Thursday, June 30, 2005
A judge shouldn't decide a case by asking, "What outcome seems fair to me here?" or be influenced by the intellectual fashions of the day. In a democracy like ours, judges overstep their bounds unless they base decisions on the actual words of the Constitution or the law in question.
A Supreme Court justice should be grounded in the political philosophy that won the day at the time that he or she was appointed. When need be, the justice will interpret the actual language of the Constitution, or the law in question, in light of that political vision.These are two snippets, just a few column inches apart, in Katherine Kersten's Thursday column, What the constitution says must prevail. Does this woman have an editor? Does she remember what she said two paragraphs earlier? Is Katherine a complete idiot?
The most result-oriented jurisprudence pales in comparison to this sweeping and contradictory nonsense. The absolutely marvelous thing is that Kersten is so doctrinaire that she undoubtedly doesn't see it, like the woman who walks out a restroom with a stream of toilet paper stuck to her shoe. Spottie has noticed this in several of Kersten's columns, making contradictory points in the same column.
In Monday's column, for example, she says:
The Guantanamo detainees are clearly a dangerous and fanatical bunch.
Most Americans would be surprised to learn that some detainees don't want to leave the base.
Kersten writes stuff like this with absolutely no trace of irony.
Spottie's lawyer friends say the best cross examination is when you don't have to do any, that is when the witness destroys his own credibility by making inconsistent statements. Just like Kersten.
For a good analysis of the Thursday column, read Smartie, guest blogging at Clever Peasantry this week.
Wednesday, June 29, 2005
Sunday, June 26, 2005
Rep. Tom Emmer's diatribe about Democrats and political theater ("Repitition can't change the truth," June 22) would be humorous if it were not such a sad display of our dysfunctional political process.
Here is a freshman Republican who authored a bill promoting castration of sex offenders as his contribution to our civil discourse, and he is complaining about political theater! Perhaps if the far-right-wing ideologues who have taken over the Republican Party could get over their fascination with castration and gay marriage, there would be less political theater in St. Paul.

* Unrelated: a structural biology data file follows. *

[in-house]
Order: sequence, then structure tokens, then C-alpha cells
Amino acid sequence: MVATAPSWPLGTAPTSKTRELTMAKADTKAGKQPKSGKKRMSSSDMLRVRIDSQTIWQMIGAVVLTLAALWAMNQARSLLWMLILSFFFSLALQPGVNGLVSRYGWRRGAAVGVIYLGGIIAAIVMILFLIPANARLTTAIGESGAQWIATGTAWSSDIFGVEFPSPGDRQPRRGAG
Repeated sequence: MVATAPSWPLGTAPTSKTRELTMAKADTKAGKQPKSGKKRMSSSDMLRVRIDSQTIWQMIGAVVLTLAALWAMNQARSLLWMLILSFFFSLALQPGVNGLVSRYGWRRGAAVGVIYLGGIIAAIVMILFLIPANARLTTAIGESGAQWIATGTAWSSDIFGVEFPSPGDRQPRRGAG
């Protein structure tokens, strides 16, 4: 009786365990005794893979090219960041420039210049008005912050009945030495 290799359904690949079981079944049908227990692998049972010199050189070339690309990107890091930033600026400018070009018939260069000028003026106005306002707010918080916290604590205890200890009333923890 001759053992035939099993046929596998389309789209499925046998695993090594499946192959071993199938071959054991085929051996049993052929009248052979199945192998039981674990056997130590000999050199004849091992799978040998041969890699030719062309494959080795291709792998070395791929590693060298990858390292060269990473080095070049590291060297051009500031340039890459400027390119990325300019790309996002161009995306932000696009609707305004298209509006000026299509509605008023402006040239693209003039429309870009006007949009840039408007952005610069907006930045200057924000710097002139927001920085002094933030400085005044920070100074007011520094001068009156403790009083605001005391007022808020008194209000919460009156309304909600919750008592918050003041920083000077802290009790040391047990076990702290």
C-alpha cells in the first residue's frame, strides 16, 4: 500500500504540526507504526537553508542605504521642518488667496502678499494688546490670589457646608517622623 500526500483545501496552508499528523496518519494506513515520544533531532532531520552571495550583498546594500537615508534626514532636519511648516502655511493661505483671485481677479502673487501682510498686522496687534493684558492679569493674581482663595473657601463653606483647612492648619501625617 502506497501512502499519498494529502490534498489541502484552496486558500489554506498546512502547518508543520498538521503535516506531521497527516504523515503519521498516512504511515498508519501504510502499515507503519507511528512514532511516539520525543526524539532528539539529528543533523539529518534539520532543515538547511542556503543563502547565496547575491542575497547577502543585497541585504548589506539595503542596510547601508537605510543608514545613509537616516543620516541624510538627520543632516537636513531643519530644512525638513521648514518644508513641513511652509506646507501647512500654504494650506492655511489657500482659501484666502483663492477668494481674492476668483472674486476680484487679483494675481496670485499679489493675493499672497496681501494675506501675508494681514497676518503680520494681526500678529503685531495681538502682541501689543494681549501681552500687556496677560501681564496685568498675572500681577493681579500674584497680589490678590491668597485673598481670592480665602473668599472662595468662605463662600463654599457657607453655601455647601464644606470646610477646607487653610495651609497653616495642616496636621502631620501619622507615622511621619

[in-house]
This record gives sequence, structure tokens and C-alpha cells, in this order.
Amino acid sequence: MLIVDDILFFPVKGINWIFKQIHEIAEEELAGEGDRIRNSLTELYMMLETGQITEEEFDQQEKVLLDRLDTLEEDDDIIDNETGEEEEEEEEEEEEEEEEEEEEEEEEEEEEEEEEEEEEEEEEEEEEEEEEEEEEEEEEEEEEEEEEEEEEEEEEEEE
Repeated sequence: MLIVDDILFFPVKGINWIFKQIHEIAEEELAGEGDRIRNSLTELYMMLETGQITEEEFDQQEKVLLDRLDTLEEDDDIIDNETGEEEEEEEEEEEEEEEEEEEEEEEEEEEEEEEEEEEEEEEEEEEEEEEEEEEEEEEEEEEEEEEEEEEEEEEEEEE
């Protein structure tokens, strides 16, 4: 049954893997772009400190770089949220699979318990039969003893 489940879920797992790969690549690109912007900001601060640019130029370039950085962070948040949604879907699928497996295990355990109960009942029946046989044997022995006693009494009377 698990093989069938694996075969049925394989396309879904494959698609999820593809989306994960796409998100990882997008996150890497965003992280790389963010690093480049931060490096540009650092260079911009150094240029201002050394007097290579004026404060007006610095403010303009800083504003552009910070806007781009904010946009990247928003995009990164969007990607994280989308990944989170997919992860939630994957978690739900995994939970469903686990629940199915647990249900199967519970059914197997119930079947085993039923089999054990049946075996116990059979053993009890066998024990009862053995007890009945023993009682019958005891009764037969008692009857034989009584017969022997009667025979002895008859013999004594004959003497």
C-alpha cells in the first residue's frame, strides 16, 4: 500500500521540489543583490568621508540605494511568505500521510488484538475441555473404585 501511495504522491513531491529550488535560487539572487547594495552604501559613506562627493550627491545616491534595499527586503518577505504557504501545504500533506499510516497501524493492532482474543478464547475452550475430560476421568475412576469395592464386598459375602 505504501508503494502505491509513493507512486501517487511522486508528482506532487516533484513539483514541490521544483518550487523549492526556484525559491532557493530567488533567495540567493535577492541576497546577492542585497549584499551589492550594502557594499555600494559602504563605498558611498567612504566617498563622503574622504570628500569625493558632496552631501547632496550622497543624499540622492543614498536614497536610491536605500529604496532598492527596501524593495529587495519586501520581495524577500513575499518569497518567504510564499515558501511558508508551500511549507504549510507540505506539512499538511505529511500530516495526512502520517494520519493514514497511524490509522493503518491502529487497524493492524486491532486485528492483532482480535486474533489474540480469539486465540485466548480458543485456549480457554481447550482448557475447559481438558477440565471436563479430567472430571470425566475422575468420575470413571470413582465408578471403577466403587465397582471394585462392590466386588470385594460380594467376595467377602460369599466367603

Tom Salkowski, Buffalo, Minn.
Sp0ttie ccouldn't have said it better.
Saturday, June 25, 2005
I could not help but be skeptical as I read of Attorney General Mike Hatch's actions against CenterPoint Energy. Before people look at Centerpoint as the big bad gas company turning off people's gas, Ã la Scrooge, some questions need to be addressed. First, Hatch is probably going to run for governor next year. One must at least ask if politics are involved -- Hatch looks as if he is sticking up for "victims" who lost heat last winter.
Second, CenterPoint is a company, not a charity. Most people work hard and budget their money and pay their bills on time. Some do not. If I do not pay my gas bill in November and the next four months, should I just assume that I can continue to have gas services provided for the winter?
It is hardly fair to the company, its shareholders, and those who pay their bills. If the company does nothing and has no penalty for people who decide not to pay a gas bill from Oct. 15 through April 15, how can CenterPoint go on without passing along higher costs to consumers? And if there's no penalty for ignoring a gas bill for six months, what is the incentive to pay the bill?
Thousands of CenterPoint customers pay their bills on time. If people do not pay their bills, or if CenterPoint is fined heavily, who'll be fronting the burden of the cost of this lawsuit and who'll get free gas service half the year?
Paul Kammen, St. Paul, is a seminary student.
Sweet Jesus, keep Spottie out of this guy's flock. Apparently, he thinks that the only reason a person doesn't pay a bill is because he doesn't want to. Hey Katherine Kersten, I have a promising young preacher for you!
What our unctuous judgmental little scrub needs is a good dose of economic hardship, or maybe a lingering illness. Nothing serious of course, a titanic case of hemorrhoids perhaps, or persistent torrential diarrhea.